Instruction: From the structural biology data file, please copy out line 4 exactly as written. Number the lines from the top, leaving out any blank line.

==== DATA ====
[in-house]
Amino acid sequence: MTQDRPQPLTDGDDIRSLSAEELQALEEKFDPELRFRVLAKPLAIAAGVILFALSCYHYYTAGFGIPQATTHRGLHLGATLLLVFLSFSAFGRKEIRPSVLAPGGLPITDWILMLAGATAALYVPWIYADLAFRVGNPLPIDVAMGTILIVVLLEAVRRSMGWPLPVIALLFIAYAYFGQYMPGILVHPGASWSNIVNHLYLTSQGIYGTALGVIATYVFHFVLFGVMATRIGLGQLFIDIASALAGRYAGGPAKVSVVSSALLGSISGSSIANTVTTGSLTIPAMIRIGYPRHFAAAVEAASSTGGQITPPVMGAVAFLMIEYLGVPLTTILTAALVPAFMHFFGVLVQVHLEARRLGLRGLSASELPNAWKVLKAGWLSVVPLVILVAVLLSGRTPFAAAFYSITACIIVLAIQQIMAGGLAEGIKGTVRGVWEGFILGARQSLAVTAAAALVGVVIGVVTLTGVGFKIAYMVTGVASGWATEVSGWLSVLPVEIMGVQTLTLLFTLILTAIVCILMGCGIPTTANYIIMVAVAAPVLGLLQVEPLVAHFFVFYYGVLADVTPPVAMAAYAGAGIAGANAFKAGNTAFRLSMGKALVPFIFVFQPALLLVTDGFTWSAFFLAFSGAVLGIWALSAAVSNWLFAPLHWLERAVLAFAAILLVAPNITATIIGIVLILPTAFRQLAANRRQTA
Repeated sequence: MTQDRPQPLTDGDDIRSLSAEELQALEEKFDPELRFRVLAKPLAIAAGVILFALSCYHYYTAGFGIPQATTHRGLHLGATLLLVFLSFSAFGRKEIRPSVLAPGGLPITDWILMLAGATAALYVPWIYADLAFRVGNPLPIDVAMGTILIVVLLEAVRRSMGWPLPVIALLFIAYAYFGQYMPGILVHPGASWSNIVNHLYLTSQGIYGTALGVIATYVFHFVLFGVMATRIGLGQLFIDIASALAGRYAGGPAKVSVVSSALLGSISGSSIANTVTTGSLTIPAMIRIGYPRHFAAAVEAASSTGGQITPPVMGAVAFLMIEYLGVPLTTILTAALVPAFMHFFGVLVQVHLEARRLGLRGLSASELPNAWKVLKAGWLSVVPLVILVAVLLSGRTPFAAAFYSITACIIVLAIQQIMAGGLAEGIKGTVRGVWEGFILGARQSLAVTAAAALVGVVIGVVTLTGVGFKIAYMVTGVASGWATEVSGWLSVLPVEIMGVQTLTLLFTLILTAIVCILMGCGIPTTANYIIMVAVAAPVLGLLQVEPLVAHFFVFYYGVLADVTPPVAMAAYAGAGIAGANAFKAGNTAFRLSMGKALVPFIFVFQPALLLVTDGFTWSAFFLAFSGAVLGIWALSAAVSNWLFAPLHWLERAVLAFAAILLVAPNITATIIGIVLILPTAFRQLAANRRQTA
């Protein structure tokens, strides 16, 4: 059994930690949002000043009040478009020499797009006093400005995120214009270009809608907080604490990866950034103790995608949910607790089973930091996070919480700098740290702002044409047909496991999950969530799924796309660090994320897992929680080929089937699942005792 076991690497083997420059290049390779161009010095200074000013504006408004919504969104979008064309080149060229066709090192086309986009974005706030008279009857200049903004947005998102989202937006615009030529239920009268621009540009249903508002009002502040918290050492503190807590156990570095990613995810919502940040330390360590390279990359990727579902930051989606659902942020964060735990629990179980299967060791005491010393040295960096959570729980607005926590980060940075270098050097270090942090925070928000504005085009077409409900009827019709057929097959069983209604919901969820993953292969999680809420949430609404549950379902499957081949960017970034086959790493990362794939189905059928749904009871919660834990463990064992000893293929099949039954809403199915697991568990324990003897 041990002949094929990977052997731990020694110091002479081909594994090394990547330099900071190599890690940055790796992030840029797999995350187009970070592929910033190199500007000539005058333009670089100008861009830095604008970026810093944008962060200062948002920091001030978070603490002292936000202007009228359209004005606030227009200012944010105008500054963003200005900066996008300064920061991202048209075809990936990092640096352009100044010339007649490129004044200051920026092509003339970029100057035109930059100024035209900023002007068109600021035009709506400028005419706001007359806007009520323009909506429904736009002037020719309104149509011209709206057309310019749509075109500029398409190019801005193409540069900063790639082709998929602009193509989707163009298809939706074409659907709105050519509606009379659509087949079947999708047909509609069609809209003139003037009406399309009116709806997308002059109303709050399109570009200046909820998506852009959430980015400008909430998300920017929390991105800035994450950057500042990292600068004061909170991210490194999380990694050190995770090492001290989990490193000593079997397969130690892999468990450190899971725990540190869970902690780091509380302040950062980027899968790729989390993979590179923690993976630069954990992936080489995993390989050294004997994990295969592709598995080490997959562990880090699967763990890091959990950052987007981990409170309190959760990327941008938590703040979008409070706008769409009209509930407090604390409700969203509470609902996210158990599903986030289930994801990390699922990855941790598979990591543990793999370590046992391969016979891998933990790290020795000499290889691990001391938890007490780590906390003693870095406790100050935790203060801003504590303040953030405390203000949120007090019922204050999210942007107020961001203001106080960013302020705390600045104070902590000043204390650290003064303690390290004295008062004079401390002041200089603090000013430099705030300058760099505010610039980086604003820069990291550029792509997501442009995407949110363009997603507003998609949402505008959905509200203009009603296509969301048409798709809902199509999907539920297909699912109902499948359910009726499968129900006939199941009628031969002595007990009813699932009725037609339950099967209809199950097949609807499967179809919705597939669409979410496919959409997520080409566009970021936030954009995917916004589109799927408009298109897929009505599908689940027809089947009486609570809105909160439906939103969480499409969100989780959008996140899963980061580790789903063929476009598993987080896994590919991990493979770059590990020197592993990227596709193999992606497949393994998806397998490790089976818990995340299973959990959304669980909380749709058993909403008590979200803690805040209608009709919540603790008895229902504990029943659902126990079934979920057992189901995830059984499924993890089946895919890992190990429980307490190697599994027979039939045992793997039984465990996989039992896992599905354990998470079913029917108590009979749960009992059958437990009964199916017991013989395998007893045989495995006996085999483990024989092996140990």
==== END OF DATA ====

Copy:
């Protein structure tokens, strides 16, 4: 059994930690949002000043009040478009020499797009006093400005995120214009270009809608907080604490990866950034103790995608949910607790089973930091996070919480700098740290702002044409047909496991999950969530799924796309660090994320897992929680080929089937699942005792 076991690497083997420059290049390779161009010095200074000013504006408004919504969104979008064309080149060229066709090192086309986009974005706030008279009857200049903004947005998102989202937006615009030529239920009268621009540009249903508002009002502040918290050492503190807590156990570095990613995810919502940040330390360590390279990359990727579902930051989606659902942020964060735990629990179980299967060791005491010393040295960096959570729980607005926590980060940075270098050097270090942090925070928000504005085009077409409900009827019709057929097959069983209604919901969820993953292969999680809420949430609404549950379902499957081949960017970034086959790493990362794939189905059928749904009871919660834990463990064992000893293929099949039954809403199915697991568990324990003897 041990002949094929990977052997731990020694110091002479081909594994090394990547330099900071190599890690940055790796992030840029797999995350187009970070592929910033190199500007000539005058333009670089100008861009830095604008970026810093944008962060200062948002920091001030978070603490002292936000202007009228359209004005606030227009200012944010105008500054963003200005900066996008300064920061991202048209075809990936990092640096352009100044010339007649490129004044200051920026092509003339970029100057035109930059100024035209900023002007068109600021035009709506400028005419706001007359806007009520323009909506429904736009002037020719309104149509011209709206057309310019749509075109500029398409190019801005193409540069900063790639082709998929602009193509989707163009298809939706074409659907709105050519509606009379659509087949079947999708047909509609069609809209003139003037009406399309009116709806997308002059109303709050399109570009200046909820998506852009959430980015400008909430998300920017929390991105800035994450950057500042990292600068004061909170991210490194999380990694050190995770090492001290989990490193000593079997397969130690892999468990450190899971725990540190869970902690780091509380302040950062980027899968790729989390993979590179923690993976630069954990992936080489995993390989050294004997994990295969592709598995080490997959562990880090699967763990890091959990950052987007981990409170309190959760990327941008938590703040979008409070706008769409009209509930407090604390409700969203509470609902996210158990599903986030289930994801990390699922990855941790598979990591543990793999370590046992391969016979891998933990790290020795000499290889691990001391938890007490780590906390003693870095406790100050935790203060801003504590303040953030405390203000949120007090019922204050999210942007107020961001203001106080960013302020705390600045104070902590000043204390650290003064303690390290004295008062004079401390002041200089603090000013430099705030300058760099505010610039980086604003820069990291550029792509997501442009995407949110363009997603507003998609949402505008959905509200203009009603296509969301048409798709809902199509999907539920297909699912109902499948359910009726499968129900006939199941009628031969002595007990009813699932009725037609339950099967209809199950097949609807499967179809919705597939669409979410496919959409997520080409566009970021936030954009995917916004589109799927408009298109897929009505599908689940027809089947009486609570809105909160439906939103969480499409969100989780959008996140899963980061580790789903063929476009598993987080896994590919991990493979770059590990020197592993990227596709193999992606497949393994998806397998490790089976818990995340299973959990959304669980909380749709058993909403008590979200803690805040209608009709919540603790008895229902504990029943659902126990079934979920057992189901995830059984499924993890089946895919890992190990429980307490190697599994027979039939045992793997039984465990996989039992896992599905354990998470079913029917108590009979749960009992059958437990009964199916017991013989395998007893045989495995006996085999483990024989092996140990």